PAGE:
Arts / The Nation and the World

The bad, the ugly, and the uglier of “Operation Varsity Blues: The College Admissions Scandal”

In 2019, United States federal agents broke a college admissions plot by exposing 33 parents who had paid more than $25 million to an alleged “college counselor.” Producers Chris Smith, Jon Karmen, and Youree Henley take a deep dive into the questions surrounding these crimes in their new documentary, Operation Varsity Blues: The College Admissions Scandal, now available to stream through Netflix. The film tries to make up for the fact that none of the actual participants wanted to speak by having actors do dramatic reenactments, but the resulting film is confusing and ends up undermining its own authority. 

The United States federal agents exposed the bribery and forged applications to elite universities. Dubbed “Operation Varsity Blues,” the scandal consisted of uber-wealthy parents being accused of working with college “counselor” William Rick Singer to illegally get their children ahead in the admissions process. Singer, the owner of the Edge College & Career Network and CEO of the Key Worldwide Foundation, played a crucial role in orchestrating this madness. These parents made payments to Singer between 2011 and 2018, and he used part of the money to inflate entrance exam scores and athletic talents and to bribe college officials for admission and then pocketed the rest. Several parents have already done jail time, as has Singer himself.

Operation Varsity Blues provides the facts of the college scandal in an entertaining yet at times confusing way. The documentary delves into the questions of “What happened?,” “Why was this able to happen?,” and “Who was involved in this?” This is not a traditional documentary as it uses actors to interpret and act as the real-life perpetrators. These questions are answered through interviews with an impersonator of Singer, college recruiters, and also through the FBI agents’ examinations of the crimes. Throughout the 90-minute program, an FBI agent is in front of the camera, listening to recorded conversations between Singer and his business accomplices.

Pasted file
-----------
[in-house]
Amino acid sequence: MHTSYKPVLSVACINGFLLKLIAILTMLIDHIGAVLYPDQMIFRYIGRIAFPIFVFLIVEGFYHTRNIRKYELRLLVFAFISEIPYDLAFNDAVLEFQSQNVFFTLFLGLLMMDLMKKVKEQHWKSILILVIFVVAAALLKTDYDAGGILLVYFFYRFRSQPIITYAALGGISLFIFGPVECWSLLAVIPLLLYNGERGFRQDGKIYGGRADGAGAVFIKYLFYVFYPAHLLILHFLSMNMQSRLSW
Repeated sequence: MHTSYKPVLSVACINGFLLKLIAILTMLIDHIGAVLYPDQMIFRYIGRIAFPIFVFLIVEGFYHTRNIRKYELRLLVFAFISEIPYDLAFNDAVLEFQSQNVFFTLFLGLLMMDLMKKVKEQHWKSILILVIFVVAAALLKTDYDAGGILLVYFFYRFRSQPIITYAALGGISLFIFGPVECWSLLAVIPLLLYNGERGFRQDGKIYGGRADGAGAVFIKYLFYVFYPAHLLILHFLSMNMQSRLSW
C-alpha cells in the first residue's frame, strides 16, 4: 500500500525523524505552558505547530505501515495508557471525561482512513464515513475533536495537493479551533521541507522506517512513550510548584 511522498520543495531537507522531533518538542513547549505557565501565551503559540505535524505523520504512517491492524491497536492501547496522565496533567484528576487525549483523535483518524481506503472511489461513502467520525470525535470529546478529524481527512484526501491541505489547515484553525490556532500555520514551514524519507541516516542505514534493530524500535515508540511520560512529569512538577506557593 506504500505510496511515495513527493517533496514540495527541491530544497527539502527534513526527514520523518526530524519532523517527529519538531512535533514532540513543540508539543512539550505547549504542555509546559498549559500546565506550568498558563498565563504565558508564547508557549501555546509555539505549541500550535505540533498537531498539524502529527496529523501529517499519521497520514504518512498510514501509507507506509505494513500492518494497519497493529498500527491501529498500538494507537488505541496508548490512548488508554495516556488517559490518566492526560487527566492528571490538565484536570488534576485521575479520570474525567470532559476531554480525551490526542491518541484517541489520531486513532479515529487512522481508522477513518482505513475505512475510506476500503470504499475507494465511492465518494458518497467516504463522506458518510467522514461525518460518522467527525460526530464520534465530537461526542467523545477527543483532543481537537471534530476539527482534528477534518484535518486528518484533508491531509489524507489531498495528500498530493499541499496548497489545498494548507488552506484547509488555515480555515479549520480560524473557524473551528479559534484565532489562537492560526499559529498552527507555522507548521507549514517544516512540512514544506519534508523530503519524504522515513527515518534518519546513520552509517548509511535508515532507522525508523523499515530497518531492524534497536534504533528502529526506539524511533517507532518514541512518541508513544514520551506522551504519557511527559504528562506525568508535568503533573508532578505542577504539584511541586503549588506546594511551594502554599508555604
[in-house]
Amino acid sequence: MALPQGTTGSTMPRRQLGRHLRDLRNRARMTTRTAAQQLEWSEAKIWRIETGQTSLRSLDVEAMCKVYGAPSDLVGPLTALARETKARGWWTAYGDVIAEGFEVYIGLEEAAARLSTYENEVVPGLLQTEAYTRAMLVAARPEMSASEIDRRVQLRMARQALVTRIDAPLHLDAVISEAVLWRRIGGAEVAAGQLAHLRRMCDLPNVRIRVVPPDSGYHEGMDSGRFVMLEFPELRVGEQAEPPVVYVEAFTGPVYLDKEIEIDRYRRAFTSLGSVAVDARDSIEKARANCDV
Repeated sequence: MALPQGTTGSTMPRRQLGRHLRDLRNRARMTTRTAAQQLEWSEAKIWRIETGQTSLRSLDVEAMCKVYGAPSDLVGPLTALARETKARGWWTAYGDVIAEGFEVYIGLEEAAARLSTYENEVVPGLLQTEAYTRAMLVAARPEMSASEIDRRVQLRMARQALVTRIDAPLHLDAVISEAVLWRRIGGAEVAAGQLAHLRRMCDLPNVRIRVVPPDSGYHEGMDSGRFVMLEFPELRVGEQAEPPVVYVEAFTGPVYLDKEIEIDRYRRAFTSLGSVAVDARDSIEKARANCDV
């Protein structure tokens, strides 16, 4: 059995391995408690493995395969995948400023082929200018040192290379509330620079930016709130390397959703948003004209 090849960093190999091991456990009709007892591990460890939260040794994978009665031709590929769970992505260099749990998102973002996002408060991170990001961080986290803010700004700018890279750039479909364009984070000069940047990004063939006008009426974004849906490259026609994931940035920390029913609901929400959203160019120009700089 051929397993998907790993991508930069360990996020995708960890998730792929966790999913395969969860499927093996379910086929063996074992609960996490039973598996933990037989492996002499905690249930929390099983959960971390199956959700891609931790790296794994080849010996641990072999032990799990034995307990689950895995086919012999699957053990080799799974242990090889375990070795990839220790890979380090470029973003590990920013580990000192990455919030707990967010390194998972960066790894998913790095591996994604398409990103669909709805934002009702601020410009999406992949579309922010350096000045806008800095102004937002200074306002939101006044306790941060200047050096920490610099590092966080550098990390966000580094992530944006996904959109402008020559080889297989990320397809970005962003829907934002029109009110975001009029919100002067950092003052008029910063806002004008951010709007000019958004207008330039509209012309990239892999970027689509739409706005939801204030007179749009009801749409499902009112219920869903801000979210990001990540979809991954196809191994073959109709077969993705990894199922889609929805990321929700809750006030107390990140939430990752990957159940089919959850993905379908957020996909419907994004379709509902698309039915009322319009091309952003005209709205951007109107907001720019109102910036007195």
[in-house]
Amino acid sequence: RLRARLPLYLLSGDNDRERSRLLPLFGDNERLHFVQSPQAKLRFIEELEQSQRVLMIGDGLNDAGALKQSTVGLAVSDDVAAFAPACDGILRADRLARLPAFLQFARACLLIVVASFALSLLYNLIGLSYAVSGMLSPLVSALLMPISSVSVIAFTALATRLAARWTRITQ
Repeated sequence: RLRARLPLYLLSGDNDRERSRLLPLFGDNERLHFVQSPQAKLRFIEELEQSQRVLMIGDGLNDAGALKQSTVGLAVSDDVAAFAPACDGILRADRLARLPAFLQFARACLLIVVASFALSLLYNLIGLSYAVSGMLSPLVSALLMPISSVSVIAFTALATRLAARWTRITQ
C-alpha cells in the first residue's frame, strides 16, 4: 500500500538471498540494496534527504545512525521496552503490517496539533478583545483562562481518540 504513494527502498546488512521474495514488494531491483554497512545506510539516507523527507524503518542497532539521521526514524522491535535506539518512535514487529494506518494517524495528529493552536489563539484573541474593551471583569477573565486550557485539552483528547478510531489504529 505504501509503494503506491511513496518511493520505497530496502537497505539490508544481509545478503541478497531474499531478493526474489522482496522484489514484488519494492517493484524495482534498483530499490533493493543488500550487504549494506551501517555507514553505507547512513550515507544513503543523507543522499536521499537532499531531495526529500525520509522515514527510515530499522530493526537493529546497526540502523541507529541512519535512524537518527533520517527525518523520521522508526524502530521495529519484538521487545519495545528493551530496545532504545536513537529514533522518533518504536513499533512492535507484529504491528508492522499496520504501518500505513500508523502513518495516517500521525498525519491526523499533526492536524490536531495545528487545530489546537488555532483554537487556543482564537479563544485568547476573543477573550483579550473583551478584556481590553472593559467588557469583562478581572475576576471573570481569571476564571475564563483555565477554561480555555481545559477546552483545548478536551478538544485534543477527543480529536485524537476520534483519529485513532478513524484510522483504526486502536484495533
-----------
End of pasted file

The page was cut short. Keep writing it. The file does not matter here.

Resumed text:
The documentary begins with footage of real students reacting to their college acceptances. This was done to relay the sheer excitement of getting into a student’s “dream school.” I believe that it would have been more effective if the students got rejected, to obviously display that the children of these multi-millionaire criminals potentially took their spots.

It isn’t easy to interpret the documentary’s facts when the actors confuse and cloud the plotline. Setting up the documentary as more of a suspenseful and entertaining drama, in my eyes, caused it to lose legitimacy. It was often confusing to me who was talking to whom and if they were, in fact, the real people or just impersonators, as they frequently switched between the two. I also found the details repetitive. This could have been a specific choice by the producers to emphasize the multitude of crimes, but I would have much rather seen live footage of these felonies being played out, like surveillance footage and receipts, to connect the crimes to the actual people. 

Operation Varsity Blues: The College Admissions Scandal gives hope to future generations of college applicants, as it condemns the idea of using the “side door” to gain admission. Many people have pointed out that if the parents hadn’t gone through a “counselor,” but had made straight-up donations to universities, their kids could have gotten in legally. It leaves me to think, however, if  “donations” will ever be seen as cheating the system?

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